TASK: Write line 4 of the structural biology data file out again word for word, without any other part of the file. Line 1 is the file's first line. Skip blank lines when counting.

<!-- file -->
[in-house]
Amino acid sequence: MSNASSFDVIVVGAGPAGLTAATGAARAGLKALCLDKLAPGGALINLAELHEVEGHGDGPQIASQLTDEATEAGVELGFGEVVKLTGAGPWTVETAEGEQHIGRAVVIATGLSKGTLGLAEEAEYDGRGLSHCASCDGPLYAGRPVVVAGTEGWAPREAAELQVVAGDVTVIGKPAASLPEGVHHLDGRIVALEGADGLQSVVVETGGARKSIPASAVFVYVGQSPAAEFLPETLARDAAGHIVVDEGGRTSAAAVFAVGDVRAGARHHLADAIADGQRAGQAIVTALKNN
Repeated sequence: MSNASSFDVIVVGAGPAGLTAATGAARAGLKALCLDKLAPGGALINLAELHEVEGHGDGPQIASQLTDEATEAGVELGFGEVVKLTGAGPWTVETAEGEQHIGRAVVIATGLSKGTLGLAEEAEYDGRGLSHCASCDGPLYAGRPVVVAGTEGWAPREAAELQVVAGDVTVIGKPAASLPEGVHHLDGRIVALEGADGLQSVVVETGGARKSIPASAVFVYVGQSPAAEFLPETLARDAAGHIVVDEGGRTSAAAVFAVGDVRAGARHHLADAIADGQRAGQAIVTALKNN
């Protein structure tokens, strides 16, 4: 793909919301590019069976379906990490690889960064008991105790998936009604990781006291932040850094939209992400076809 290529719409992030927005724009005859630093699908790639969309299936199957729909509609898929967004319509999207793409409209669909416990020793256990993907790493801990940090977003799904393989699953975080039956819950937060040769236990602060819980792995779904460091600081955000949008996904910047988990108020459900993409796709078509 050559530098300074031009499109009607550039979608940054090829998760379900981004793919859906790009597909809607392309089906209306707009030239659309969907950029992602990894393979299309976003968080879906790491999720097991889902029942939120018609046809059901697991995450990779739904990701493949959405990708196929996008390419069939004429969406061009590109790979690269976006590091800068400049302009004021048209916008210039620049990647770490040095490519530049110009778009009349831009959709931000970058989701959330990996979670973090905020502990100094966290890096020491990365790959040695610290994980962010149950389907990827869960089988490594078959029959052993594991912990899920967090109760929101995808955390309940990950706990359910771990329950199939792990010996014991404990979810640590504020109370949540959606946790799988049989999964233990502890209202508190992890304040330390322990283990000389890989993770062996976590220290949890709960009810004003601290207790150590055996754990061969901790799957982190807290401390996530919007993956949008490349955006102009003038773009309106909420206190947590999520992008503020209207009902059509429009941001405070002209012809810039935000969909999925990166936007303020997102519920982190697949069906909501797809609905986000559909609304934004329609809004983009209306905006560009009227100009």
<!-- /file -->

């Protein structure tokens, strides 16, 4: 793909919301590019069976379906990490690889960064008991105790998936009604990781006291932040850094939209992400076809 290529719409992030927005724009005859630093699908790639969309299936199957729909509609898929967004319509999207793409409209669909416990020793256990993907790493801990940090977003799904393989699953975080039956819950937060040769236990602060819980792995779904460091600081955000949008996904910047988990108020459900993409796709078509 050559530098300074031009499109009607550039979608940054090829998760379900981004793919859906790009597909809607392309089906209306707009030239659309969907950029992602990894393979299309976003968080879906790491999720097991889902029942939120018609046809059901697991995450990779739904990701493949959405990708196929996008390419069939004429969406061009590109790979690269976006590091800068400049302009004021048209916008210039620049990647770490040095490519530049110009778009009349831009959709931000970058989701959330990996979670973090905020502990100094966290890096020491990365790959040695610290994980962010149950389907990827869960089988490594078959029959052993594991912990899920967090109760929101995808955390309940990950706990359910771990329950199939792990010996014991404990979810640590504020109370949540959606946790799988049989999964233990502890209202508190992890304040330390322990283990000389890989993770062996976590220290949890709960009810004003601290207790150590055996754990061969901790799957982190807290401390996530919007993956949008490349955006102009003038773009309106909420206190947590999520992008503020209207009902059509429009941001405070002209012809810039935000969909999925990166936007303020997102519920982190697949069906909501797809609905986000559909609304934004329609809004983009209306905006560009009227100009």